After a childhood in rural Oklahoma and a youthful period in the San Francisco area, Wilma Pearl Mankiller became the first woman to lead a major Indian nation in the United States.
Mankiller was born in Rocky Mountain, Oklahoma, on November 18, 1945, a daughter of a Cherokee father and a Dutch-Irish mother, one of eleven children. After spending her early years close to her people, at the age of eleven she and her family moved to San Francisco as a part of the relocation program implemented by the Bureau of Indian Affairs.
Mankiller had a difficult time adjusting to Hunter's Point, the impoverished, predominantly African American neighborhood in which her family lived. Having completed her high school education, she began to create opportunities to work for the good of Indian people. When the issue of American Indian civil rights began to gain the national spotlight in the late 1960s, Mankiller's position in the Bay Area enabled her to play a vital role in the Red Power Movement. After marrying an Ecuadorian, Hugo Olaya, and having two children, she became director of the American Indian Youth Center in East Oakland, California. Although caring for her family kept her from being present on Alcatraz Island herself when American Indian activists occupied the former federal prison in 1969, Mankiller raised money to support the protestors and visited them on Alcatraz.
Mankiller and Olaya divorced in 1977, the same year she completed her bachelor of arts at Union College. Mankiller then returned to Oklahoma, continuing her career of advocacy by addressing two of the most relevant issues to reservation communities: water and housing. At the same time, she did graduate work, earning her master's degree in community planning at the University of Arkansas in 1979. She worked for the Cherokee Nation as an economic stimulus coordinator and became the tribe's program development specialist in 1979. However, an automobile accident that year left Mankiller seriously injured and hospitalized for a lengthy period. Her health problems were compounded when she was diagnosed with systemic myasthenia gravis, a glandular autoimmune disorder requiring surgery and extending her period of recuperation. Despite her health problems, she was able to return to active political life, founding and directing the Cherokee Community Development Department in 1981.
Mankiller's activities as an advocate for treaty rights and better services earned notice. She moved into the political structure of the Cherokee Nation during 1983 when the principal chief of the nation, Ross O. Swimmer, asked her to be his running mate. Despite receiving hate mail and death threats because of her gender, she became the first woman elected deputy principal chief. After Swimmer resigned to become head of the Bureau of Indian Affairs in December 1985, Mankiller was appointed to serve out the two years remaining in his term. Once in charge of the more than 100,000-member Cherokee Nation of Oklahoma, Mankiller concentrated on the most vital issues facing her people: unemployment, education, health care, and economic development. Her successes made her very popular with her constituents, and she became the first woman elected to lead the Cherokee Nation in 1987, when she was voted to the position of principal chief, capturing more than 80 percent of the vote. Despite continued health problems requiring a kidney transplant, she was reelected in 1991 and served as the leader of the Cherokee Nation until the end of her second term in 1995, choosing not to run for reelection due to persistent health concerns.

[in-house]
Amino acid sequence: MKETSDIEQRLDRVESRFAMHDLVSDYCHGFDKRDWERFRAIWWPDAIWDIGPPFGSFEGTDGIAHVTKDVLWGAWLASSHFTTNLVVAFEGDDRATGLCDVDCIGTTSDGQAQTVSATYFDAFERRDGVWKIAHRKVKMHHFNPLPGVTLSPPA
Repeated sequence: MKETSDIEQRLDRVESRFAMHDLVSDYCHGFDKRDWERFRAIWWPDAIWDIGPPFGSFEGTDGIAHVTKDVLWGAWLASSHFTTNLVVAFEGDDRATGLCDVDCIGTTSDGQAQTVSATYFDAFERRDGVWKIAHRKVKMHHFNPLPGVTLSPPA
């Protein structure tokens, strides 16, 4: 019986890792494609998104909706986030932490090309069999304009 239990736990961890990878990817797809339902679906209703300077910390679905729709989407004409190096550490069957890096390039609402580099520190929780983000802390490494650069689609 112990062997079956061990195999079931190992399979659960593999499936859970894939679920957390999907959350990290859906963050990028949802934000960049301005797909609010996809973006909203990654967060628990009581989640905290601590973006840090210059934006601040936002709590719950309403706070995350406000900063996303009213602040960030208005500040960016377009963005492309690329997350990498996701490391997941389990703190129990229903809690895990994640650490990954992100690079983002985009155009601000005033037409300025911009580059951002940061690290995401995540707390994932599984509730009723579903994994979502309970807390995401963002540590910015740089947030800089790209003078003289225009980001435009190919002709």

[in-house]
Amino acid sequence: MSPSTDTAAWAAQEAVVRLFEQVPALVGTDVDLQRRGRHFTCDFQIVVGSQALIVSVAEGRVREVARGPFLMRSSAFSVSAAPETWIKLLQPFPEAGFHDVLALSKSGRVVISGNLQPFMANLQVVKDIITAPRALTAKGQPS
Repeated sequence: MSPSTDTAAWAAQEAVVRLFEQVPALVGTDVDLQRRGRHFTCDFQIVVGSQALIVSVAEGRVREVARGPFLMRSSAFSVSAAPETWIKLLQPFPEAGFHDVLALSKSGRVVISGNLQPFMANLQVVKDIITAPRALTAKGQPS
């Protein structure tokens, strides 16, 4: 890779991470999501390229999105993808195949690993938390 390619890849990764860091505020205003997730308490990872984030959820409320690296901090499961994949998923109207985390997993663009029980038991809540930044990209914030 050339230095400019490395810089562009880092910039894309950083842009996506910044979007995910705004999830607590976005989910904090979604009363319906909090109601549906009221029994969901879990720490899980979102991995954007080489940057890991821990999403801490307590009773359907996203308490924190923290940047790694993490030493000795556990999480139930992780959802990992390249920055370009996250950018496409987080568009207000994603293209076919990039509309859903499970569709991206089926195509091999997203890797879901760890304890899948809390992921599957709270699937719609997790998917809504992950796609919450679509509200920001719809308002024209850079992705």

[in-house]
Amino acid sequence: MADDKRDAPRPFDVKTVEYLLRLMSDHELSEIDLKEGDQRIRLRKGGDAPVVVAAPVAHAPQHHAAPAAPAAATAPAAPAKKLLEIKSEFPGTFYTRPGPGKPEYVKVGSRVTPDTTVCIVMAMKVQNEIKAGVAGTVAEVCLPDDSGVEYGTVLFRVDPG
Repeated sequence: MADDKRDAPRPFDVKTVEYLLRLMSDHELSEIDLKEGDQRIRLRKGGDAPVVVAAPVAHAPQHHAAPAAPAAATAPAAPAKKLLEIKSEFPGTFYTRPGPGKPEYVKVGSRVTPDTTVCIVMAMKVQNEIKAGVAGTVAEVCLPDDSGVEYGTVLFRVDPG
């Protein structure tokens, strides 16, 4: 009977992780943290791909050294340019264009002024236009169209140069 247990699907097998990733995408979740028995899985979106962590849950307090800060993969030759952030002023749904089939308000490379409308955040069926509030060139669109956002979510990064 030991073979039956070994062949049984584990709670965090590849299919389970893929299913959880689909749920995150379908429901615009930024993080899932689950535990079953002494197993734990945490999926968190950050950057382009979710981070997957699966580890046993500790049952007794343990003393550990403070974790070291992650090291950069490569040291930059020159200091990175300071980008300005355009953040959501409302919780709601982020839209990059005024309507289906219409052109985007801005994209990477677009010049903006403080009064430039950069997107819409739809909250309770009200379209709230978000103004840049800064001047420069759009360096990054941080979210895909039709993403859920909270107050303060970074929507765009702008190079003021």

Even after Mankiller stepped down from her role as head of the Cherokee Nation, she continued being politically active. She continues to live in the capital of the Cherokee Nation, Tahlequah, Oklahoma, with her Cherokee second husband, Charlie Soap. Over her career, she has received numerous honors, including a special White House ceremony at the end of her term as principal chief, a Humanitarian Award from the Ford Foundation, induction into the National Women's Hall of Fame in 1993, and the nation's highest civilian honor, the Presidential Medal of Freedom, in 1998. In addition, she has published two books: her best-selling 1993 autobiography, Mankiller: A Chief and Her People, and Every Day Is a Good Day: Reflections of Contemporary Indigenous Women (2004).
Steven L. Danver
Champagne, Duane, ed. 1994. Native America: Portrait of the Peoples. Canton, MI: Visible Ink Press.; Mankiller, Wilma, and Michael Wallis. 1993. Mankiller: A Chief and Her People. New York: St. Martin's Press.; Mankiller, Wilma. 2004. Every Day Is a Good Day: Reflections of Contemporary Indigenous Women. Golden, CO: Fulcrum Publishing.